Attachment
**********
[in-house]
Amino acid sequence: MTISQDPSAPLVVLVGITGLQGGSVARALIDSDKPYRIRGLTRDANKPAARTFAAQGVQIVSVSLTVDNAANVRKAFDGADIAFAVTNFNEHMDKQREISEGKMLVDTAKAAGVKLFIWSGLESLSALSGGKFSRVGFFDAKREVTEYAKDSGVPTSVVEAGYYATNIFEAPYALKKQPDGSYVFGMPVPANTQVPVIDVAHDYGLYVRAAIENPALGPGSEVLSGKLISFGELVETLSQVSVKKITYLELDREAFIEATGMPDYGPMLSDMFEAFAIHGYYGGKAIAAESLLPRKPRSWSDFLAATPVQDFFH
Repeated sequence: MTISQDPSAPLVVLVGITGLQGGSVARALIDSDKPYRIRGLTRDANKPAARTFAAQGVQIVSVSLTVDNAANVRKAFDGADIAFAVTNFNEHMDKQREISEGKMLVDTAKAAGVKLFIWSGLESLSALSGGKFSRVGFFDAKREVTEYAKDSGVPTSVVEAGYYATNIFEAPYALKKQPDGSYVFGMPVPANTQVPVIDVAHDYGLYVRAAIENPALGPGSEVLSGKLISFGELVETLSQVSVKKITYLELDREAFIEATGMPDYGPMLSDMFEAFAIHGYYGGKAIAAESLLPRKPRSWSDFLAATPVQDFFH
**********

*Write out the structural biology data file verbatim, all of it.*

[in-house]
Amino acid sequence: MTISQDPSAPLVVLVGITGLQGGSVARALIDSDKPYRIRGLTRDANKPAARTFAAQGVQIVSVSLTVDNAANVRKAFDGADIAFAVTNFNEHMDKQREISEGKMLVDTAKAAGVKLFIWSGLESLSALSGGKFSRVGFFDAKREVTEYAKDSGVPTSVVEAGYYATNIFEAPYALKKQPDGSYVFGMPVPANTQVPVIDVAHDYGLYVRAAIENPALGPGSEVLSGKLISFGELVETLSQVSVKKITYLELDREAFIEATGMPDYGPMLSDMFEAFAIHGYYGGKAIAAESLLPRKPRSWSDFLAATPVQDFFH
Repeated sequence: MTISQDPSAPLVVLVGITGLQGGSVARALIDSDKPYRIRGLTRDANKPAARTFAAQGVQIVSVSLTVDNAANVRKAFDGADIAFAVTNFNEHMDKQREISEGKMLVDTAKAAGVKLFIWSGLESLSALSGGKFSRVGFFDAKREVTEYAKDSGVPTSVVEAGYYATNIFEAPYALKKQPDGSYVFGMPVPANTQVPVIDVAHDYGLYVRAAIENPALGPGSEVLSGKLISFGELVETLSQVSVKKITYLELDREAFIEATGMPDYGPMLSDMFEAFAIHGYYGGKAIAAESLLPRKPRSWSDFLAATPVQDFFH